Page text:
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University of Notre Dame
Published: 10 Aug 2016
Web application security is one of the trickiest issues facing information security professionals in organizations of all sizes. Security professionals, who often rise through the ranks of system and network engineering, find themselves bewildered by the world of application development and the web security issues it brings. Faced with this unfamiliar turf, they may cite the poor web security skills of application developers and throw vulnerability reports over the cubicle wall to those developers, demanding that they resolve vulnerabilities.
Unfortunately, the same situation exists on the other side of the cubicle wall. Developers who receive vulnerability reports may not understand the security jargon in them and try to tweak their code just enough to make the reports go away. This fundamental lack of understanding between developers and security professionals leads to a significant increase of web security issues.
Fortunately, groups like the Open Web Application Security Project (OWASP) exist to help bridge that divide and foster secure coding practices in enterprises around the world. Their lofty core purpose is to "be the thriving global community that drives visibility and evolution in the safety and security of the world's software."
Understanding web app security issues
Josh Sokol, information security program owner at National Instruments, serves on the OWASP board of directors. According to Sokol, the inherent nature of web applications makes them a source of risk. "The fact is that web applications are designed as an intentional bypass of an organization's perimeter defenses," Sokol says. "Every time you open up a hole in your firewall to allow web app connectivity, you are effectively saying that 'this is an approved way to access these network resources.' If a web application is exploitable, the attacker is now inside your network and can spread to other systems or escalate privileges from there."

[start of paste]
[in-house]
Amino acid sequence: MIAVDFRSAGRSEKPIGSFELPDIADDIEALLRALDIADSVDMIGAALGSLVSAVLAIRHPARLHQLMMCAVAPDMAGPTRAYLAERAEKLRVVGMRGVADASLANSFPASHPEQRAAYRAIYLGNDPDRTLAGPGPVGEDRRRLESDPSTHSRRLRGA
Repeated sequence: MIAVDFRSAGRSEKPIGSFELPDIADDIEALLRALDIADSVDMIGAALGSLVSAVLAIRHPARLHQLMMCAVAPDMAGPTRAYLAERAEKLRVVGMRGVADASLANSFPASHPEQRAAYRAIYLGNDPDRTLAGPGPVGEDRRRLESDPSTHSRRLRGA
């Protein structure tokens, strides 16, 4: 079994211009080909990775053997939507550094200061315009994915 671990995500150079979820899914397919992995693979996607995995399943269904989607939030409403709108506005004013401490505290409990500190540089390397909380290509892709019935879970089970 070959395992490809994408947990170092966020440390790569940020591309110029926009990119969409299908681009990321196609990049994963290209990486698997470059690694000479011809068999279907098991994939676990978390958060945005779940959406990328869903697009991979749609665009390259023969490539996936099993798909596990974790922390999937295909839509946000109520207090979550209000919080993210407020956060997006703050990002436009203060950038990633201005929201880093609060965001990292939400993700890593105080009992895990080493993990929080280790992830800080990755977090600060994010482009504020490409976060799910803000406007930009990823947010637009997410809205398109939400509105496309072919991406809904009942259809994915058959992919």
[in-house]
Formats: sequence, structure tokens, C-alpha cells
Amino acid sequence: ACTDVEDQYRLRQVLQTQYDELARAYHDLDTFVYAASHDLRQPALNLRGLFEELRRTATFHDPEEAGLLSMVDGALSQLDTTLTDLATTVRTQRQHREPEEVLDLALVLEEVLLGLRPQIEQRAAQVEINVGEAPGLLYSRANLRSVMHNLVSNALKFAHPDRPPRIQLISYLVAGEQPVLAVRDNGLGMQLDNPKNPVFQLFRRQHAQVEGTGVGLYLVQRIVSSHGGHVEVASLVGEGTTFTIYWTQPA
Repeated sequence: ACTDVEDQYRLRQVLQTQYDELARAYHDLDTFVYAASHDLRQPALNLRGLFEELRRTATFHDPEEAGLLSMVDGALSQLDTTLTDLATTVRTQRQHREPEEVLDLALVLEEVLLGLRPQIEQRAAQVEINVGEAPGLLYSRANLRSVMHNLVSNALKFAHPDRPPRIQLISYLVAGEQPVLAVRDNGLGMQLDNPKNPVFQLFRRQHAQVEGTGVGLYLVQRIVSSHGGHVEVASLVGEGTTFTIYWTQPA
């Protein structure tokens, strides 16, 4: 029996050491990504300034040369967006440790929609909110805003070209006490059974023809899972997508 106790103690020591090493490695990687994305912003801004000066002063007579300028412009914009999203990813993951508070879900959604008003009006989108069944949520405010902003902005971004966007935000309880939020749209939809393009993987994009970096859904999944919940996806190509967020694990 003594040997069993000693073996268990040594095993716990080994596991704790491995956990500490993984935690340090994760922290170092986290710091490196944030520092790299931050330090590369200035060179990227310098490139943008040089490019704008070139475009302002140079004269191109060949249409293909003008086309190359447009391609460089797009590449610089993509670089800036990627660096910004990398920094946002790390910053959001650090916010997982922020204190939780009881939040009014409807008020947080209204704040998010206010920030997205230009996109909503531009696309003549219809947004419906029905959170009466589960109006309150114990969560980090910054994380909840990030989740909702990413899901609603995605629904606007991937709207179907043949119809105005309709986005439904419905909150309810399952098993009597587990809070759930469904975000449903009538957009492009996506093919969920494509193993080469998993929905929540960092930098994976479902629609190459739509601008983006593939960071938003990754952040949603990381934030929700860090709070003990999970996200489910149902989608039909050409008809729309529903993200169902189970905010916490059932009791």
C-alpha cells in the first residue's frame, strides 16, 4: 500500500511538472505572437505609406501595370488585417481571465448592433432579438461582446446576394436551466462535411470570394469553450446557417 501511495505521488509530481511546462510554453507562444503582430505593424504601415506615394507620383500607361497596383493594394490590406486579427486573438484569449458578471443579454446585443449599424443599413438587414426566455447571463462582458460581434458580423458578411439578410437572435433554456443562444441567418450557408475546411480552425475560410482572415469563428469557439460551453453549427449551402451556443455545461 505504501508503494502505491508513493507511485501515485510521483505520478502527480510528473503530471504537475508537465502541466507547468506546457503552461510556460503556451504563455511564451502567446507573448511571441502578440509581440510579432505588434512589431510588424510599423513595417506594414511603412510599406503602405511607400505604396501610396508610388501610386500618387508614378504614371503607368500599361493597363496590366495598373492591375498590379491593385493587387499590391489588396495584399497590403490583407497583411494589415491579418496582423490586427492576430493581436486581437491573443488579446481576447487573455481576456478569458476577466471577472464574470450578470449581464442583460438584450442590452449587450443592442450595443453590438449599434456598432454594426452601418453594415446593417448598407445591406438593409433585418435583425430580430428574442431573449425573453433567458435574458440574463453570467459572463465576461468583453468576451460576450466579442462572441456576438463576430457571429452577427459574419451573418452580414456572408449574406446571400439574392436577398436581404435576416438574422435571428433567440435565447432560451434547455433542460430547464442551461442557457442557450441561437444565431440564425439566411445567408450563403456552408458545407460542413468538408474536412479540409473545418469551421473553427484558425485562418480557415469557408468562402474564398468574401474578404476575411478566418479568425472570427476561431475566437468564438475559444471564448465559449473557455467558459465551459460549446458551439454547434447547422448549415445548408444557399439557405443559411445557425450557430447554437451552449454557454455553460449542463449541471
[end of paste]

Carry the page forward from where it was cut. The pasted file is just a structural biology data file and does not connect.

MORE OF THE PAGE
The challenge Sokol points out is compounded by the fact that many of the application developers who spend their time building web applications simply don't understand what they need to do, according to Matt Konda, CEO of application security consulting firm Jemurai and chair of the OWASP board. "The truth is that security still isn't part of the basic education that developers receive, nor is it frequently built into the requirements of systems or features," Konda says.
Expert advice on web security issues
To meet the challenges, OWASP provides both developers and security professionals with educational materials and guidance designed to bridge the knowledge divide and facilitate the development of secure software. One of the most visible ways that they do this is through the publication of the OWASP Top Ten Project that highlights the major risks facing web applications in the current environment. OWASP publishes this list every few years and is currently in the process of developing the 2017 release. The current list, last updated in 2013, includes a hit parade of common risks (see "OWASP's Current Top 10").
One major change in the Top 10 development process this time is that the OWASP team is seeking input from a much broader base of experts. According to Sokol, "The original Top 10 was based on a small dataset from a limited number of participants. It is still an excellent document, but there were questions about the transparency behind it. For the latest OWASP Top 10 list, the project leaders put out a formal 2016 Data Call in order to collect data from as many different organizations as possible."